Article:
One of the most famous calls in baseball history, Jack Buck screamed, “I don’t believe what I just saw!” after Kirk Gibson’s walk-off home run in the 1988 World Series. This wasn’t a walk-off home run, nor was it the World Series, but I truly don’t believe what I just saw.
In one of the most back and forth games in Red Sox postseason history, Boston took an 8-6 lead into the bottom of the ninth with their closer Craig Kimbrel already in the game, having recorded three outs in the eighth inning. Kimbrel has been a disaster this postseason, allowing five earned runs on six hits with five walks, two hit batsmen, and a wild pitch in 5.1 innings over four appearances. Yet, somehow, by the grace of God, he is 4-for-4 in save opportunities. I’m just as befuddled as you are.
There is going to be a lot of talk about Mookie Betts’ interference play and Andrew Benintendi’s game-saving catch in the bottom of the ninth, but don’t let those plays overshadow Betts throwing out Tony Kemp trying to stretch a single into a double in the bottom of the eighth inning. That play was MASSIVE. That play right there potentially changes the entire outcome of this game.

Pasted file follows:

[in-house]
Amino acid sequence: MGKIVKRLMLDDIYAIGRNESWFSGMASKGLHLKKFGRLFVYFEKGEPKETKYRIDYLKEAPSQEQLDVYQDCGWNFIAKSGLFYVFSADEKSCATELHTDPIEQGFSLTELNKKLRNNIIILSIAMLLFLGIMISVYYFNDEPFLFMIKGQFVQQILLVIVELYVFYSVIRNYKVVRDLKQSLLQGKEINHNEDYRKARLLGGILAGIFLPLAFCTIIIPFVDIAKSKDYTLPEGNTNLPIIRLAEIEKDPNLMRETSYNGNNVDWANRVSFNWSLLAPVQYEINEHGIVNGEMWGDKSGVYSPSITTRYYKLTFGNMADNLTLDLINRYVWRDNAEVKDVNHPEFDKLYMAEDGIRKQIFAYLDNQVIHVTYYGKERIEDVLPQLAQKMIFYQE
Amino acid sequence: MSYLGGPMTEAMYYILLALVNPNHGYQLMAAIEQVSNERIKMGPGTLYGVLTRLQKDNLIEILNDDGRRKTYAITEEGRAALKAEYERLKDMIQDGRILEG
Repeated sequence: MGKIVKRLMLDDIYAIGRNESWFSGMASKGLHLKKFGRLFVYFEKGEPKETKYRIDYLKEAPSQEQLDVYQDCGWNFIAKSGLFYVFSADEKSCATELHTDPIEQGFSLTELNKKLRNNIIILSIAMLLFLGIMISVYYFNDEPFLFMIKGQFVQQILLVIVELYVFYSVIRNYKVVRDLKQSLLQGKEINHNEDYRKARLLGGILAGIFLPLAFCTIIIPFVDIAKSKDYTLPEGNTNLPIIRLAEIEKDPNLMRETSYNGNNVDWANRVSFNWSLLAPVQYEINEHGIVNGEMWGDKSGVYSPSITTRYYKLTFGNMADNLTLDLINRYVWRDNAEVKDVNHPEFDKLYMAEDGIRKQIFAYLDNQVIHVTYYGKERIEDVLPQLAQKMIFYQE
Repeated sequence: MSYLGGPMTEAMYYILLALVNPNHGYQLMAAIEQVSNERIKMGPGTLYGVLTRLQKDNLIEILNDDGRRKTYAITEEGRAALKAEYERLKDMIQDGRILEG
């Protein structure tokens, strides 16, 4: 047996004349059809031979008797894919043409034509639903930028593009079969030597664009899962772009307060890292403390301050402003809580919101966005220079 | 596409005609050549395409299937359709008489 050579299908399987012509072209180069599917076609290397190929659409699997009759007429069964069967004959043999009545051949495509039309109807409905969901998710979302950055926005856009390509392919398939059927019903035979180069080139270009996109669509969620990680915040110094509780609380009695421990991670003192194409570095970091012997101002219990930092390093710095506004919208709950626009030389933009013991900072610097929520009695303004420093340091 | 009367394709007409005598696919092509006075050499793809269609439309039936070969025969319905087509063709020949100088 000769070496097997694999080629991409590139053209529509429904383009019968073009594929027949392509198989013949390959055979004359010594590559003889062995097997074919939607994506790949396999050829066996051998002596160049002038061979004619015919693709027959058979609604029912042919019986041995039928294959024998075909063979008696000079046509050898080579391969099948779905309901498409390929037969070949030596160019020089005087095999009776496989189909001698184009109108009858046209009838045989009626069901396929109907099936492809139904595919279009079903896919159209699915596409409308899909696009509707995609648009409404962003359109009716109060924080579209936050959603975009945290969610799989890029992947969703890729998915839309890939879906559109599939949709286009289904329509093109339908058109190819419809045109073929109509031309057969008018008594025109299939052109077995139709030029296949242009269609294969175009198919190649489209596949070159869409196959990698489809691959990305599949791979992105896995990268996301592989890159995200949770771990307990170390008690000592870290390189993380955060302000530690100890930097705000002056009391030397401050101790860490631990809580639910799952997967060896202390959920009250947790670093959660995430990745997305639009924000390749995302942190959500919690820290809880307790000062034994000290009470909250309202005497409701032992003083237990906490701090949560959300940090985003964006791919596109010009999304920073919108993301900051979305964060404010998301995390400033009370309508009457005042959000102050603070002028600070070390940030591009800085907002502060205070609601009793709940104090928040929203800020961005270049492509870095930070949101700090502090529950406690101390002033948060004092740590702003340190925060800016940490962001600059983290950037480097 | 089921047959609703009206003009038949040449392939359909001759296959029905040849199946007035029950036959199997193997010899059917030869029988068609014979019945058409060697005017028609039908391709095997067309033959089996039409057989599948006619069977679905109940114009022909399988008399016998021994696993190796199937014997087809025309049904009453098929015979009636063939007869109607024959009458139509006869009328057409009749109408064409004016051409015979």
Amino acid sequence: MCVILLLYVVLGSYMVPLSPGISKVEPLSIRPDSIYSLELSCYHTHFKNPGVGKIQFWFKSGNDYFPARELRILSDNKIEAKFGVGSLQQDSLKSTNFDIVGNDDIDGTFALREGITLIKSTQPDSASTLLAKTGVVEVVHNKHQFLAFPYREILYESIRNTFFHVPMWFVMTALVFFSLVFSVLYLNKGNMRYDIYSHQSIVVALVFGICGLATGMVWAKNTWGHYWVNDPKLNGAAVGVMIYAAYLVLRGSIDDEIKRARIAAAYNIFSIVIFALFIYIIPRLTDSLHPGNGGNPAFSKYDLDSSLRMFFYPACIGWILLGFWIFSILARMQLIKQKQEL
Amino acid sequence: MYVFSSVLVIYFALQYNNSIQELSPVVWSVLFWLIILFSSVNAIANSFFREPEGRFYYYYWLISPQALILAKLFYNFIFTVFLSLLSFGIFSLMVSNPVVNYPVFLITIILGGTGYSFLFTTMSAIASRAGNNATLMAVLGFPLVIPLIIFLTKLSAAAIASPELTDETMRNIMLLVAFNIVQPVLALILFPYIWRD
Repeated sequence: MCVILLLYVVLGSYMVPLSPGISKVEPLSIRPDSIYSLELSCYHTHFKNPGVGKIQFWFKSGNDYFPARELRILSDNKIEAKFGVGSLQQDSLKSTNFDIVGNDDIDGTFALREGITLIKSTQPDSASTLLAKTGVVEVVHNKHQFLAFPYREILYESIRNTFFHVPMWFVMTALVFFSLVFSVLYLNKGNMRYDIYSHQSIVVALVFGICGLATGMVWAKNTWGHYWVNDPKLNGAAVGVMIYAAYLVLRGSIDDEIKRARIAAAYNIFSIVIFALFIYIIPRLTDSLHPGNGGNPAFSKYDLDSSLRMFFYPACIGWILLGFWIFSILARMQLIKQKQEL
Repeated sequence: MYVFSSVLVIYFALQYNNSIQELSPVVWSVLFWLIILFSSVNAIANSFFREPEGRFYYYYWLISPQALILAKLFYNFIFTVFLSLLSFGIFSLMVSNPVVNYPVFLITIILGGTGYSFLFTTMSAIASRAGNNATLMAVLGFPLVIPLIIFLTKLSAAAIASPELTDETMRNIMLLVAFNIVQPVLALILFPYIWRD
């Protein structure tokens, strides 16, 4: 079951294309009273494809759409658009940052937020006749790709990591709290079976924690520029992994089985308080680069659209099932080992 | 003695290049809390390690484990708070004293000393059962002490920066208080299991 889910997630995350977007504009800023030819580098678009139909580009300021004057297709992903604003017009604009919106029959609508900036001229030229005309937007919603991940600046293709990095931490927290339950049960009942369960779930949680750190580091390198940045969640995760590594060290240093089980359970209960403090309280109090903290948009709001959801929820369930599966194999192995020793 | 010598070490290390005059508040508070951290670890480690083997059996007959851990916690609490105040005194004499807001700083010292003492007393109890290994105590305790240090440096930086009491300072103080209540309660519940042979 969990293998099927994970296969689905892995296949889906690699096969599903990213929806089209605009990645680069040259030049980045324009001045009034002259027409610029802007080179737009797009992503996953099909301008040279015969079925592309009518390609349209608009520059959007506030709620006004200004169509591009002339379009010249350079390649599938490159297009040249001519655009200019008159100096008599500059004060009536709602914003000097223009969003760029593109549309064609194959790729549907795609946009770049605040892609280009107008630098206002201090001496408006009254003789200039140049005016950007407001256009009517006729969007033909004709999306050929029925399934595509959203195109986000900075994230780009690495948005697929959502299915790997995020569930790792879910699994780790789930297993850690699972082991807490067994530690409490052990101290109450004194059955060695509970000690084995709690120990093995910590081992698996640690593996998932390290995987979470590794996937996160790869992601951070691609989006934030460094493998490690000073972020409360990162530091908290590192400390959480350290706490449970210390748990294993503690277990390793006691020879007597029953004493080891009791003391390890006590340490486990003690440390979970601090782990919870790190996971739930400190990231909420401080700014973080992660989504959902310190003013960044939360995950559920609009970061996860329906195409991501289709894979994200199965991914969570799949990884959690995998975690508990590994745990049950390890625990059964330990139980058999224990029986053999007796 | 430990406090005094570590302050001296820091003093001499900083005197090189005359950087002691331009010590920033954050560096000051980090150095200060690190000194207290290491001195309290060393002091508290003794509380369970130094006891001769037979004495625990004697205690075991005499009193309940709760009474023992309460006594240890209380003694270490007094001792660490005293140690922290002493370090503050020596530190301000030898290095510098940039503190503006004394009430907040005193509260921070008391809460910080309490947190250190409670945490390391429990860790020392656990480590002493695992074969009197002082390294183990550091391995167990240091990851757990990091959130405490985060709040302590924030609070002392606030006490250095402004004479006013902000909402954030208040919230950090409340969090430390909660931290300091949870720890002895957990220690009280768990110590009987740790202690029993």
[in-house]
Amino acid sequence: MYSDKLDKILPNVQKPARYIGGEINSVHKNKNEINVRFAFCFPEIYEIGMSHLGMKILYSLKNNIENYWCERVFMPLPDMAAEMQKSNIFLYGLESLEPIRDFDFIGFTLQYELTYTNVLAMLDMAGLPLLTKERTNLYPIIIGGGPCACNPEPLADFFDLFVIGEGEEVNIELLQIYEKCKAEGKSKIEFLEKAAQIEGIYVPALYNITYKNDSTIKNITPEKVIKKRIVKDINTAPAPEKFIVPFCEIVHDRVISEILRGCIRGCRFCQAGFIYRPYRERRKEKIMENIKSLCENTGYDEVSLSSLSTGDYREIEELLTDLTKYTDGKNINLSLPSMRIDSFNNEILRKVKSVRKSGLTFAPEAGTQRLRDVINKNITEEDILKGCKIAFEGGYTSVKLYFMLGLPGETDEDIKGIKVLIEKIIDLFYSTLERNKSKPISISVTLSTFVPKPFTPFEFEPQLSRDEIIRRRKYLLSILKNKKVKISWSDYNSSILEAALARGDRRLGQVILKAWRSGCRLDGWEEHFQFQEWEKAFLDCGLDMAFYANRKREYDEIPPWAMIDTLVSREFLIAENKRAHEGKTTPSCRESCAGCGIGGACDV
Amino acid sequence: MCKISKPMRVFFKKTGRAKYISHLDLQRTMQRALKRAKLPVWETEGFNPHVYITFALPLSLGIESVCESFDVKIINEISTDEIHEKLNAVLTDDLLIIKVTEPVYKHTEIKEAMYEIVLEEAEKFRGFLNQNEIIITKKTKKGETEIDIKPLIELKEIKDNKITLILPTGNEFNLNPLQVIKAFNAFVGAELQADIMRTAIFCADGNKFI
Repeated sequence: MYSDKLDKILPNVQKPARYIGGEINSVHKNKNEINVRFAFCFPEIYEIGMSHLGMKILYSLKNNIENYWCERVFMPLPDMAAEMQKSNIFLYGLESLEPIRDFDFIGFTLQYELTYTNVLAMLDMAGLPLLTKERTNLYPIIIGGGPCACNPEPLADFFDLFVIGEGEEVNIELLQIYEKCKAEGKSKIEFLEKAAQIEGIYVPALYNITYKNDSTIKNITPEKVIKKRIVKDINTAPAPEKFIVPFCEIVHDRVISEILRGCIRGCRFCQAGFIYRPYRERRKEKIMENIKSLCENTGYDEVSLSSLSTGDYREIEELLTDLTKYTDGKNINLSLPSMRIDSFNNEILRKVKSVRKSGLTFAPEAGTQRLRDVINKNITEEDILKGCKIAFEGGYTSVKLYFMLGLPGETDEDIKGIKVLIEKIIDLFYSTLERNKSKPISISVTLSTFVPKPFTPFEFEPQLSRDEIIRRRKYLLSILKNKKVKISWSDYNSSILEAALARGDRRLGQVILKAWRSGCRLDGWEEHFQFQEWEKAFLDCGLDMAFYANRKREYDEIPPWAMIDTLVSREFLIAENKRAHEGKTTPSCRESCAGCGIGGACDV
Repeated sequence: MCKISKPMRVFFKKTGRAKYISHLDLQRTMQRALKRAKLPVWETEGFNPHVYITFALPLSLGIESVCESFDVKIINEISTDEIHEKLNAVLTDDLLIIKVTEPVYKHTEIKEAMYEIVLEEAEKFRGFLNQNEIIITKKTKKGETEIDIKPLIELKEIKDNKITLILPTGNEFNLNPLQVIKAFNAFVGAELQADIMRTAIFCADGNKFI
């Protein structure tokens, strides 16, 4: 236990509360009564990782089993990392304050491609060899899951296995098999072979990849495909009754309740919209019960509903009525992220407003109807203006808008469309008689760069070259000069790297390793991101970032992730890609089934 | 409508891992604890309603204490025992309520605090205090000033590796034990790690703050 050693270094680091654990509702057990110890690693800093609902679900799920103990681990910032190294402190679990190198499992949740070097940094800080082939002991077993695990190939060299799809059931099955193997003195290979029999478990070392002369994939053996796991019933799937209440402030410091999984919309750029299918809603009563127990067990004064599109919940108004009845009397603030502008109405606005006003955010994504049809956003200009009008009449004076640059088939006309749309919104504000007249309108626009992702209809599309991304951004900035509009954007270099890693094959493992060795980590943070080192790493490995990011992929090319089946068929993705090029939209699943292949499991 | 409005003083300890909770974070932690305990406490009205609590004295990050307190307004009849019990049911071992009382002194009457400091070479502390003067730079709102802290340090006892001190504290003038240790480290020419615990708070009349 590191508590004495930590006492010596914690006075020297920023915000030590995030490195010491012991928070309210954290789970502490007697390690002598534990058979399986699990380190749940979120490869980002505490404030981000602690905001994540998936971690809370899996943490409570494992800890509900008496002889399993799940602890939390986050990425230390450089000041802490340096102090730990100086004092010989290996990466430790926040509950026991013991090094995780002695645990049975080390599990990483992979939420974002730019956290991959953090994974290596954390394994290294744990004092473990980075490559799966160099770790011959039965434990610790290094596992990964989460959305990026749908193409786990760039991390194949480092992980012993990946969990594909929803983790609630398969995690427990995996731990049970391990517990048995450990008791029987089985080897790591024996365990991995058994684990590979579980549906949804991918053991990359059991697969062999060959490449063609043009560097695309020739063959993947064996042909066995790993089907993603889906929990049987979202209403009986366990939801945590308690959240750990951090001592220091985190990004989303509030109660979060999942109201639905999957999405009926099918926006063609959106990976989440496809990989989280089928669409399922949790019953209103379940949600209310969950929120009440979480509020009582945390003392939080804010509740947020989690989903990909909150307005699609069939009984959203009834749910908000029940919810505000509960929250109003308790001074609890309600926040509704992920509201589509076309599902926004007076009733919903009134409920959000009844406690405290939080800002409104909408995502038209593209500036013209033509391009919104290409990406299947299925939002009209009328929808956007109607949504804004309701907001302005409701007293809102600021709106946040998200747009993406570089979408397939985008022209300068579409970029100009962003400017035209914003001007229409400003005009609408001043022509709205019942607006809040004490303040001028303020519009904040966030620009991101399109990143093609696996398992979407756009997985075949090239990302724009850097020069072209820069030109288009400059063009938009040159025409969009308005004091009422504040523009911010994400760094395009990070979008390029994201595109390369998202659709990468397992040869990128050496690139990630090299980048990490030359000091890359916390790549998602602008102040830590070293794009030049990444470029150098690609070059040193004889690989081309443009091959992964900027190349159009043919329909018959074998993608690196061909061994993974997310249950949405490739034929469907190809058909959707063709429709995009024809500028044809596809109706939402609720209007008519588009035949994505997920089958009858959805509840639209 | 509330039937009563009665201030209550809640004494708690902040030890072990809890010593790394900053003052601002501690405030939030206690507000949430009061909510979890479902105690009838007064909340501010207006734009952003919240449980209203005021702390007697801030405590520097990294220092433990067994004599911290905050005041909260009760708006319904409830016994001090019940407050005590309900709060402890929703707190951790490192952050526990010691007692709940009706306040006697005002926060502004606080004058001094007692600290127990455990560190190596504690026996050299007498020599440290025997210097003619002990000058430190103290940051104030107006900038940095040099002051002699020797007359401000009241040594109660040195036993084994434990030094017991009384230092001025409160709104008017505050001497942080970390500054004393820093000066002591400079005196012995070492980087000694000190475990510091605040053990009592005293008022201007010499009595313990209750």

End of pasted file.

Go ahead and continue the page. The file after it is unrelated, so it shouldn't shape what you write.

In the bottom of the ninth, Kimbrel walked the bases loaded to bring Alex Bregman, Houston’s best player, to the plate with two outs and nowhere to put him. With the runners moving on contact, Bregman lined the first pitch that he saw into left field and time stood still. In real time, my brain was trying to compute where Andrew Benintendi was standing, the direction the baseball was traveling, how fast it was going, and the loft that was on the baseball. Then the camera angle switches to the outfield view — you pick up Benintendi, where the ball is traveling, how fast Benintendi is running, where the ball is going to land, and then SOMEHOW, SOME WAY, Benintendi dives for the baseball and comes up with a game-saving, game-ending catch. Simply unbelievable.